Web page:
Today is day three of complete inactivity as far as exercise goes. I'm going in a marathon on Monday. Since I beat up my legs pretty good over the summer (when I wasn't working and running 10 or 20 miles a day); I decided that I needed 5 days of complete rest before attempting a marathon. My weight is down to 130.8 this morning (good job with dieting).
This year is the 50th anniversary of the Heart of America marathon. Twice as many people as usual signed up. Hal Higdon is coming to sign his book "Marathon," which I don't have. They are even having porta-potties! (Usually, you are on your own out there, plenty of bushes though). On a sad note, they are having an awards "ceremony." Which means I'll miss picking up my age group plaque because I'll not be able to wait around 3 hours after finishing for the "ceremony" to start.
This morning, I was up early, as usual, but no running. I sat in the quiet of my apartment. I pondered the reality of tapering. Tapering is a time of waiting and emptiness. It is a time of anticipation as something-not-yet makes its way into the present. As a spiritual practitioner, it is a time to find holiness and peace in the waiting.
For many, it is a time of madness. The madness is a function of the ego; and without a conscious practice, most people experience emotional stress during empty periods in their lives. Without a consistent spiritual practice which has already learned to "be still and wait," people go crazy during inactivity. The ego jumps into action: shreiking out fears, angers, shame, failure, worry, vengefulness, etc. People can't stand the ego's terror, frustration and wild clanging. Instead, they go shopping or they eat.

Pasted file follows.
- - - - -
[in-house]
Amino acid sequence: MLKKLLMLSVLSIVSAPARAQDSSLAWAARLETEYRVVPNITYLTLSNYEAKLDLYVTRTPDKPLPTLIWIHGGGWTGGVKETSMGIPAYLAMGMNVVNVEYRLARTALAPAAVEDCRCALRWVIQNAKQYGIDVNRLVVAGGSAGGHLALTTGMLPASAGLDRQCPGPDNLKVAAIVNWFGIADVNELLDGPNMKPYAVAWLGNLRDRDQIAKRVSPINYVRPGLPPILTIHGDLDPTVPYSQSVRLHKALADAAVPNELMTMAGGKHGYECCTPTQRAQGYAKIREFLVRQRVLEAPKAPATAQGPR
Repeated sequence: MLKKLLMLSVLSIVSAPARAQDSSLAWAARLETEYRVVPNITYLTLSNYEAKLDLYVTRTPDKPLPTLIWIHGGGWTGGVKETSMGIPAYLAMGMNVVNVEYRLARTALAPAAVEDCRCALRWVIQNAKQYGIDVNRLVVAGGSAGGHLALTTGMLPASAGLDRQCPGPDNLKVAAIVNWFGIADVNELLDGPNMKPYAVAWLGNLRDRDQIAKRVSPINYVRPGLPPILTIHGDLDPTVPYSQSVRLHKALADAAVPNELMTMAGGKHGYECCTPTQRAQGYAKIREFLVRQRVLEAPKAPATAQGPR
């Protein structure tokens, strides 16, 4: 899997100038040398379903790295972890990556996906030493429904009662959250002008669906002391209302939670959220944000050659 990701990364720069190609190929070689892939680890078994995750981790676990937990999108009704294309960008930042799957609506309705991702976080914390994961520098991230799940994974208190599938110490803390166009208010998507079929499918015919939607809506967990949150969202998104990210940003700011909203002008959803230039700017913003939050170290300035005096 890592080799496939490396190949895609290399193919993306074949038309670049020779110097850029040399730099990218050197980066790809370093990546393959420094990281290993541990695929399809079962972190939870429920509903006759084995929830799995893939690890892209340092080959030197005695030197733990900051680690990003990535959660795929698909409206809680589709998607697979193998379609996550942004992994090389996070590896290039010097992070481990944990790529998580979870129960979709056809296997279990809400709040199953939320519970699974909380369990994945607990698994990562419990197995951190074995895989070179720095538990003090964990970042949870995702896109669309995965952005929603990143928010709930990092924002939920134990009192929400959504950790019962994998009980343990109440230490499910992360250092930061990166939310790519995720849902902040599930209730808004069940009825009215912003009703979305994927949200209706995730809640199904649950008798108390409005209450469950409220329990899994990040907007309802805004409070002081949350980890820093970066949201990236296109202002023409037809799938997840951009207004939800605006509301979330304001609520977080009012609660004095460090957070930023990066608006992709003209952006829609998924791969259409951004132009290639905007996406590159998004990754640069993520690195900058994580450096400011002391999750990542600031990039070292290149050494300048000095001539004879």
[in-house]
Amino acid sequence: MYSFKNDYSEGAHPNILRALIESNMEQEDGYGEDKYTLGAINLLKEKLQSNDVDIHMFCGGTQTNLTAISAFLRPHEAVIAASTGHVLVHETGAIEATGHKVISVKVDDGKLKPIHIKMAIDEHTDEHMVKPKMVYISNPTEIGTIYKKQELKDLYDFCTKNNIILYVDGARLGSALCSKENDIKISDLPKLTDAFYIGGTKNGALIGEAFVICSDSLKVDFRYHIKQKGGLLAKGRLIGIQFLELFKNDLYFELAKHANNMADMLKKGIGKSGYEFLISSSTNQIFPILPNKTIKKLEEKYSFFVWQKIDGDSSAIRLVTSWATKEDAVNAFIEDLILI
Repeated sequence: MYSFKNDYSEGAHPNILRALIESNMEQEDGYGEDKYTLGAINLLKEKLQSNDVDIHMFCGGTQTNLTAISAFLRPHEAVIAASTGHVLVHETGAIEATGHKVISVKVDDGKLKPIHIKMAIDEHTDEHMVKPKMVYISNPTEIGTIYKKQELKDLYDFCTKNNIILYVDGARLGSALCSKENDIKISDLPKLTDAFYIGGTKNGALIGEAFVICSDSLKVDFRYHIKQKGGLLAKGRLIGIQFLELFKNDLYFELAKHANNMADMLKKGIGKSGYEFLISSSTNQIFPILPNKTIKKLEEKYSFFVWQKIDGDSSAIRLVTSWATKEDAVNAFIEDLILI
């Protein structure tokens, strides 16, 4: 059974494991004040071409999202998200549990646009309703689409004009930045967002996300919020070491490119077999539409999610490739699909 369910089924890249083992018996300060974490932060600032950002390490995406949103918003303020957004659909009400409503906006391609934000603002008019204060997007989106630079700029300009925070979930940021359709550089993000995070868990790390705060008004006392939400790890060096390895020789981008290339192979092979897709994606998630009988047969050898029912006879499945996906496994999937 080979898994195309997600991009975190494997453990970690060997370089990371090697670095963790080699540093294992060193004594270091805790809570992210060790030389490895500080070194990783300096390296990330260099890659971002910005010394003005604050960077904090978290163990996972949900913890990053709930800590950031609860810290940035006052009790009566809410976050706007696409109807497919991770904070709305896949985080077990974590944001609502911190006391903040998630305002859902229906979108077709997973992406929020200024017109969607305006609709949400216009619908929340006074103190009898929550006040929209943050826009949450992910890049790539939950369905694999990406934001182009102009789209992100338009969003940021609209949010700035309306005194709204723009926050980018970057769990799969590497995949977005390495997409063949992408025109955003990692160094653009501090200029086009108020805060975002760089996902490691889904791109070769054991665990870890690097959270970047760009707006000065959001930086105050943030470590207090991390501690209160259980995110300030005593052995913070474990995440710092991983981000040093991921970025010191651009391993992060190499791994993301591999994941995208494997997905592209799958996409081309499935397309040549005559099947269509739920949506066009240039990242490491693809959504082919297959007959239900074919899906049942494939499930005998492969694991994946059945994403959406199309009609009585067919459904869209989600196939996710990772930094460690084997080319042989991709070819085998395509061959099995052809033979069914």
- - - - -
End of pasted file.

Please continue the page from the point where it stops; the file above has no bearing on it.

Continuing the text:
In general, the ego is agitated during all periods of space and waiting. The reason is because God can be found in the quiet. The ego does not want the human to experience God; because experiencing God, the human will abandon the ego. The beginning spiritual practitioner experiences the same ego agitation as everyone else when the spiritual practice of silence is undertaken. The practioner determined to meet God will not quit as the ego agitation mounts. The ego agitation can be passed through. The ego does not have to win. People who quit the practice have allowed the ego to win. The determined spiritual practitioner who wants God above all else and persistently and consistently makes the effort to find inner peace; will eventually get through the ego's shrieks and find that peace. This effort is supported with help from a Higher Power. God wants first of all to enjoy the consciousnesses He made as His children.
This evening I will begin my sacred pre-marathon rituals. I will shave my legs. I will drink the Senna tea.